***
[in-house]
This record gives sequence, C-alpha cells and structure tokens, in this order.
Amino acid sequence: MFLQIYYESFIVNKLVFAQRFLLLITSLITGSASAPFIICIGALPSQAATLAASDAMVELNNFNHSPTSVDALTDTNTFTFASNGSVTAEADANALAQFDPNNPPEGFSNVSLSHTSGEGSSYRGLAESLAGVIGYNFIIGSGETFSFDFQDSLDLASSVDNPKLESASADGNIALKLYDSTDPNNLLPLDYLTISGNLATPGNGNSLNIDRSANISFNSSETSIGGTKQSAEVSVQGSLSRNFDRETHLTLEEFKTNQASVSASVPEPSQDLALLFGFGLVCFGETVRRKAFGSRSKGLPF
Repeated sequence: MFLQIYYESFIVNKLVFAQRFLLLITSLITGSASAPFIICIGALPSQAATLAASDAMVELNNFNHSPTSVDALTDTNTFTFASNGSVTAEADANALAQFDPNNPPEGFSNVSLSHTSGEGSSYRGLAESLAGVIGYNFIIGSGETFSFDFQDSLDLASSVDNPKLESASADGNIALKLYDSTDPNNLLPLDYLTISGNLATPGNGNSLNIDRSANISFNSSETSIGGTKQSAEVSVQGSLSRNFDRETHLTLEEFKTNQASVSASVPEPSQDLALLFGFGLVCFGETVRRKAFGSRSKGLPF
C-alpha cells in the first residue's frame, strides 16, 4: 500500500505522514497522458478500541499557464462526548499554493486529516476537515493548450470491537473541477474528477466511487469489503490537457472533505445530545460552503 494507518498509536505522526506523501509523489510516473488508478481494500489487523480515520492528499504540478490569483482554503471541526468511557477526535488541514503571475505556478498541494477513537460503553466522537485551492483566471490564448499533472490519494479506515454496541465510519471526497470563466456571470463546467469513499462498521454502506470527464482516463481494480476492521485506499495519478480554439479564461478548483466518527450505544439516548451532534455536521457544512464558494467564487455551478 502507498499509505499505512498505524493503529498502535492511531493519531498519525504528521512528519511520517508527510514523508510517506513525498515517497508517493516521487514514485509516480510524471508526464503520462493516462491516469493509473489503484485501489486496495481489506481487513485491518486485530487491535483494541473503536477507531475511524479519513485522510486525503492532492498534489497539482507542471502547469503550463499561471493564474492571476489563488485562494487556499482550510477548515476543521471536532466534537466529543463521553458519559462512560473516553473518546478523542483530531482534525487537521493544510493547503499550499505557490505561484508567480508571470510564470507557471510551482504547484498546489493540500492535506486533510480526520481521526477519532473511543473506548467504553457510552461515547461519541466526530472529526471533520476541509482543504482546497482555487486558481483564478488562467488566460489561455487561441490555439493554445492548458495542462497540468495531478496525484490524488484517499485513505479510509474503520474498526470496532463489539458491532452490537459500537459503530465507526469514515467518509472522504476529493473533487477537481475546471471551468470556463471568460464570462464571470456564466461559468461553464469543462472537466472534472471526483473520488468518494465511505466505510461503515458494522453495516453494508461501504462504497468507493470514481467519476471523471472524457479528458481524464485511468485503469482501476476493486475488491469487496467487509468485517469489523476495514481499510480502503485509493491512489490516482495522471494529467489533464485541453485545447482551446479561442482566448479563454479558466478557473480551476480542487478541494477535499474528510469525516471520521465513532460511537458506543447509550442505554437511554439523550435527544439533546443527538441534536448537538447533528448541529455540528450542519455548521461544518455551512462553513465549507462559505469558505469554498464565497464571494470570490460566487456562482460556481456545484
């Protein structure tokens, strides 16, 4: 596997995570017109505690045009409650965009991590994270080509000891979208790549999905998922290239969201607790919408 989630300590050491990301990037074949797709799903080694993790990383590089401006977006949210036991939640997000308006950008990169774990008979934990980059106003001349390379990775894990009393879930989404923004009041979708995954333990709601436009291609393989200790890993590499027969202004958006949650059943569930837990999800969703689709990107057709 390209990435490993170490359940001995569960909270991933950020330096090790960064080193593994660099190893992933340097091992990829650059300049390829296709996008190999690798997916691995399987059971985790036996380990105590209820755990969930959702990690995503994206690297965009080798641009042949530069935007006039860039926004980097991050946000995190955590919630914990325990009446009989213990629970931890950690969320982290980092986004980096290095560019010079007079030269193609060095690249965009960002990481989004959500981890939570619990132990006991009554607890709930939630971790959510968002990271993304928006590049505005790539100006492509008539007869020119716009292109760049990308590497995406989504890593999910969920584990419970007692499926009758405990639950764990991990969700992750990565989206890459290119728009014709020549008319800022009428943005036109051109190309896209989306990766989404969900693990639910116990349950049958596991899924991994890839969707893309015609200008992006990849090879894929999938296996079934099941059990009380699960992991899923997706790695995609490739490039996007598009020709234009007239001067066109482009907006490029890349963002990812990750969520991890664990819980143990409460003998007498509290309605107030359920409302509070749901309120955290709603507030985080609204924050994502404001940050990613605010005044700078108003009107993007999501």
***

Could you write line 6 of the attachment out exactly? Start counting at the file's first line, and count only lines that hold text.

């Protein structure tokens, strides 16, 4: 596997995570017109505690045009409650965009991590994270080509000891979208790549999905998922290239969201607790919408 989630300590050491990301990037074949797709799903080694993790990383590089401006977006949210036991939640997000308006950008990169774990008979934990980059106003001349390379990775894990009393879930989404923004009041979708995954333990709601436009291609393989200790890993590499027969202004958006949650059943569930837990999800969703689709990107057709 390209990435490993170490359940001995569960909270991933950020330096090790960064080193593994660099190893992933340097091992990829650059300049390829296709996008190999690798997916691995399987059971985790036996380990105590209820755990969930959702990690995503994206690297965009080798641009042949530069935007006039860039926004980097991050946000995190955590919630914990325990009446009989213990629970931890950690969320982290980092986004980096290095560019010079007079030269193609060095690249965009960002990481989004959500981890939570619990132990006991009554607890709930939630971790959510968002990271993304928006590049505005790539100006492509008539007869020119716009292109760049990308590497995406989504890593999910969920584990419970007692499926009758405990639950764990991990969700992750990565989206890459290119728009014709020549008319800022009428943005036109051109190309896209989306990766989404969900693990639910116990349950049958596991899924991994890839969707893309015609200008992006990849090879894929999938296996079934099941059990009380699960992991899923997706790695995609490739490039996007598009020709234009007239001067066109482009907006490029890349963002990812990750969520991890664990819980143990409460003998007498509290309605107030359920409302509070749901309120955290709603507030985080609204924050994502404001940050990613605010005044700078108003009107993007999501």